It’s time to hang lights and decorate Christmas trees, and it’s also a time when orthopedic surgeons get busy with ladder-climbing injuries! It never fails. I’ve always said that what makes your orthopedic surgeon money, is often something you shouldn’t be doing. All of us intuitively know climbing ladders is dangerous. I climb them all the time! But every time I do it, I know I’m taking my limbs, and potentially my life into my own hands.
My first recommendation is to get someone else to do it, especially if you’re older, have poor balance or lack the proper ladder.
If you’re going to ignore that solid recommendation, coming from someone who has seen the devastating ladder-climbing injuries firsthand, then the next step is to make sure you have good health insurance, life insurance policies are up to date, and someone has your power of attorney.
Now you’re still determined to put up your own Christmas lights and decorate that 15-foot Christmas tree. Then please take the following precautions:
- Make sure you have a solid, stable ladder. If possible, avoid ladders which rest against the wall.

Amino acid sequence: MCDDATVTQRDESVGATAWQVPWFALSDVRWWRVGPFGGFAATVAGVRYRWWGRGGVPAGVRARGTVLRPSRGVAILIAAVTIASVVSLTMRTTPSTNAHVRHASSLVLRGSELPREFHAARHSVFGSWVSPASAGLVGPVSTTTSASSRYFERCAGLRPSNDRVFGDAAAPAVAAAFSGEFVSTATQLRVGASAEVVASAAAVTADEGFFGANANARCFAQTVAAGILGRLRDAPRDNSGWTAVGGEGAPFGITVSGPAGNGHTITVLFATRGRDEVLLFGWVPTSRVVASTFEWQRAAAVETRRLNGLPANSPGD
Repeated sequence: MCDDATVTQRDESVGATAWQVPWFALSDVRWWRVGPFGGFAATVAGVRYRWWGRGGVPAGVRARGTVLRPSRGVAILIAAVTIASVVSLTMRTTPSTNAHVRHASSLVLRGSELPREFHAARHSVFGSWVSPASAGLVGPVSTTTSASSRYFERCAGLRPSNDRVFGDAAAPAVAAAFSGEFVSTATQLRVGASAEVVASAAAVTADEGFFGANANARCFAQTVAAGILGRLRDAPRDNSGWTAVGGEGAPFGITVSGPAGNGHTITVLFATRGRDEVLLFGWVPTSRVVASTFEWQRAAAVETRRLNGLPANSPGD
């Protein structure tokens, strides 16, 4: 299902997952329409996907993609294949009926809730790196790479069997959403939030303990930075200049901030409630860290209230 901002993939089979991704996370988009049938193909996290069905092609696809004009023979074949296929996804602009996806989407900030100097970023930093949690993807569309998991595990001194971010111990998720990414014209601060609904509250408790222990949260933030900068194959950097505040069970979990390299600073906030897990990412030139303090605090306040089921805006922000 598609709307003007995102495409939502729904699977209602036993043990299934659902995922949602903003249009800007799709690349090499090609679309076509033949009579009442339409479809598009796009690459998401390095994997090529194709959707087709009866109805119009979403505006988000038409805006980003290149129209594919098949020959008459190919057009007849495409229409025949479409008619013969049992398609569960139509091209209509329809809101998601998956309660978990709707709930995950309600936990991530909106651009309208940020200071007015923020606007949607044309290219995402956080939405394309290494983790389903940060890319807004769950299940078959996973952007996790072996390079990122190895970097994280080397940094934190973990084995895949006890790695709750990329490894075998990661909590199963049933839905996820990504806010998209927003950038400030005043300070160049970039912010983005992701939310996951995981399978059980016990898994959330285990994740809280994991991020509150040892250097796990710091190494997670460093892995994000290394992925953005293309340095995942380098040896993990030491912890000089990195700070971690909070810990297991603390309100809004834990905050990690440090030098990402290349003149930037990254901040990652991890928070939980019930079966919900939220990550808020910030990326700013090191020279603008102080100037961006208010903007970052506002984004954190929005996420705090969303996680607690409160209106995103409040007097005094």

- Make sure it’s the right ladder for the job. It must be tall enough.
- Don’t climb up to any height where you can’t hold solidly to the ladder in front of you.
- Wear solid shoes. No slippers, flip-flops, or stocking feet.
- Don’t drink and climb ladders…or drive.
- Pay attention to every step going up and coming down. Many injuries occur when people miss the last rung, thinking they’ve arrived at the bottom!
- Put ladders on solid Setting ladders in garden mulch or wet sod is madness.
- Avoid long reaches from the top of your ladder, like putting the star on the top of your Christmas tree.
- Have someone assist you from the ground, and be there to steady you, should you need it. They can call 911 too!
Have a safe and happy holiday season!